3) Another frustrating (especially for Western readers) feature of the Qur’an is that it contains basically no reference at all to the social, historical, or political reality in which it was conceived. Most references to specific and identifiable characters are indeed to Biblical names, from Adam to Jesus; Moses, in particular, is the most cited person in the whole Qur’an (probably as a paradigm of the mix Prophet/Stateman that Muhammad was claiming for himself). Instead, Muhammad is cited by that name only a fistful of times, though in many occasions the text refers to ‘the Messenger’ (rasul) as the one to which the recitation is addressed, or the person some of whose actions the saying is about. As we saw in previous entries, muhammad means ‘blessed’, so it is not absolutely clear that the word is used as a proper name when it appears. This lack of references to contemporary events that might be tested by independent sources makes the dating of the suras practically impossible, as well as the determination of the place or places of the composition. The fortunate finding of a Syriac text entitled Alexander Legend in the late XIXth century has provided one of the few (if not the only) possibilities of dating one particular sura. There is a close parallel between parts of that text and sura 18:83-102 (sura of The Cave3), which seems to be a summary of the ‘prophesies’ the Syriac book attributes to Alexander the Great (the Qur’an –but not the Legend– refers to the Greek king as ‘Dhu l-Qarnyan’, i.e., ‘the Two-Horned’, exactly as Alexander was represented in some old coins, bearing two ram horns, probably indicating the power of the sun). The Alexander Legend was most likely composed in northern Syria to commemorate the victory of Byzantine emperor Heraclius over the Persians and the recovery of Jerusalem, around 630 CE. It is an apocalyptic book that became very popular in the following decades, and that mixes some deeds of Alexander with some Christian prophesies in order to show that the clash of the Roman and Persian empires, the raids of northern tribes on the Middle East, and other ‘signs’ were announcing the end of the times. The Qur’an summary shares this apocalyptic vision, though of course avoiding a Christian interpretation. It cannot be doubted that the Qur’an version derives (most probably directly, because of the close parallel even in their phrasing) from the Syrian text. This does not make it impossible that the sura of The Cave had been composed by Muhammad in his last years (remember that he is assumed to have died by 632 CE), though two years seems too little time for the Alexander Legend having circulated from Edessa (now in Southern Turkey) to Mecca in so a detailed way as to allow for the existing parallels with the Qur’an text. Other possibilities are, for example, that Muhammad had lived longer (remember that the Doctrina Jacobi mentioned around 635-640 a living ‘prophet’ commanding the Arab invaders of Palestine), or that The Cave had been composed much later by someone else. Whatever the real explanation, the fact is that the chronology of the Alexander Legend is incompatible with the ascription of the sura to the Meccan period (as the Muslim exegesis does), a period that had supposedly ended by 622, too long before the taking of Jerusalem by the Byzantines.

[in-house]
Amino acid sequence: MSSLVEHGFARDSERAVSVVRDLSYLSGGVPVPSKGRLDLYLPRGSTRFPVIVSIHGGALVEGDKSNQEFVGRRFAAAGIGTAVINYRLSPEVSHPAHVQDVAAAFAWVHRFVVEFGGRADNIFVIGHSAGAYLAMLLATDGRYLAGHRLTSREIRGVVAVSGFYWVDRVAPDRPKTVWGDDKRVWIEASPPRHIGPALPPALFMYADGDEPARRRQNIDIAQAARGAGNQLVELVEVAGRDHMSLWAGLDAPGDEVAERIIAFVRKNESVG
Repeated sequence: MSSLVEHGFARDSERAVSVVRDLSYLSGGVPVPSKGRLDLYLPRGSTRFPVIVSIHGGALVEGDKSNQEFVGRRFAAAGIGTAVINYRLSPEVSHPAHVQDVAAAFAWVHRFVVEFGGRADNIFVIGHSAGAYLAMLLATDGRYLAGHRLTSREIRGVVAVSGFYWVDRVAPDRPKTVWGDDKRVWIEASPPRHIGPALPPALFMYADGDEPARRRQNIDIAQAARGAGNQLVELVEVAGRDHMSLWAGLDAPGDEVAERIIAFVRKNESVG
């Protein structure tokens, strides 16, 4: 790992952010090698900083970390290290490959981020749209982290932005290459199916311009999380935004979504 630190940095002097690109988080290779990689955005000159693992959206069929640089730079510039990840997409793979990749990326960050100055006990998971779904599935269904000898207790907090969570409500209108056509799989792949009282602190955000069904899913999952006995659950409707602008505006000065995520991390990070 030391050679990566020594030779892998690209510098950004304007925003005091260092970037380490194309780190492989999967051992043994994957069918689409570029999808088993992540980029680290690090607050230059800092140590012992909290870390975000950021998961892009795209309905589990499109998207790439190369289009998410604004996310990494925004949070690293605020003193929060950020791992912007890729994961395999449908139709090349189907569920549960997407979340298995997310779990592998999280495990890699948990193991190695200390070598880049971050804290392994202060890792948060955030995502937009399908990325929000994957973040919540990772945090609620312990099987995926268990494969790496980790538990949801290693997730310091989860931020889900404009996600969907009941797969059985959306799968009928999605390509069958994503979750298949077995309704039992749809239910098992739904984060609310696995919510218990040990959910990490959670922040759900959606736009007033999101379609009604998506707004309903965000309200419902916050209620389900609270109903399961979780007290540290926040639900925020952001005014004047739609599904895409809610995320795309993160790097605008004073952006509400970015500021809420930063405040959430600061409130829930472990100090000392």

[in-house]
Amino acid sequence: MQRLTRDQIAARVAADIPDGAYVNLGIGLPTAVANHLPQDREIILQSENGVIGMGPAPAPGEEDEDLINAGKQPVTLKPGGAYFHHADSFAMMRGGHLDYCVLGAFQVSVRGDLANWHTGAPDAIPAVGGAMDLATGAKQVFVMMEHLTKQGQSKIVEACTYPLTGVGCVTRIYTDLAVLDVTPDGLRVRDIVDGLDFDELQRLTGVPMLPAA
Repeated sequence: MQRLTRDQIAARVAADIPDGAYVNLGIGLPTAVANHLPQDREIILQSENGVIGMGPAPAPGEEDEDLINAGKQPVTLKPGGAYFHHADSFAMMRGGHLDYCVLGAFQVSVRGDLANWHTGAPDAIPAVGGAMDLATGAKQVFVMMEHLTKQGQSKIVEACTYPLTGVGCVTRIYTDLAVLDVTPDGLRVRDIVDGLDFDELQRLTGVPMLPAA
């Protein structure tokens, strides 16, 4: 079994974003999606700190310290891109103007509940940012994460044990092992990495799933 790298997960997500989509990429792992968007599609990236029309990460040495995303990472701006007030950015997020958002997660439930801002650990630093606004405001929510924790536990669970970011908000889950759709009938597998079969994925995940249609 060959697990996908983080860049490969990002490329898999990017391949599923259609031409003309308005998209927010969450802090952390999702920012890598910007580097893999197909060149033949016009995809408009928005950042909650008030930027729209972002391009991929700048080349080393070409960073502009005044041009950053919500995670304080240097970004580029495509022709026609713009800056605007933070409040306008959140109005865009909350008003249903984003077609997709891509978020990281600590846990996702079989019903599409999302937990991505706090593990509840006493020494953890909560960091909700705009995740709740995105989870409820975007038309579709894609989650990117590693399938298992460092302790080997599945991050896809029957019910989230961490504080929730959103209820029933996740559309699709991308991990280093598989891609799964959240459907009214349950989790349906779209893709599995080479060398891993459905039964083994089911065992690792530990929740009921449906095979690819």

- Hoyland, R., (2008), “Epigraphy and the linguistic background to the Qur’an”, in Reynolds, G. S., ed., (2008), The Qur’an in Its Historical Context, London, Routledge. pp. 51-69 ↩
- Spencer, R., (2012), Did Muhammad Exist? An Inquiry into Islam’s Obscure Origins, Washington, ISI Books ↩
- Van Bladel, K., (2008), “The Alexander Legend in the Qur’an 18:32-102”, in Reynolds, G. S., ed., (2008), The Qur’an in Its Historical Context, London, Routledge., pp. 175-203 ↩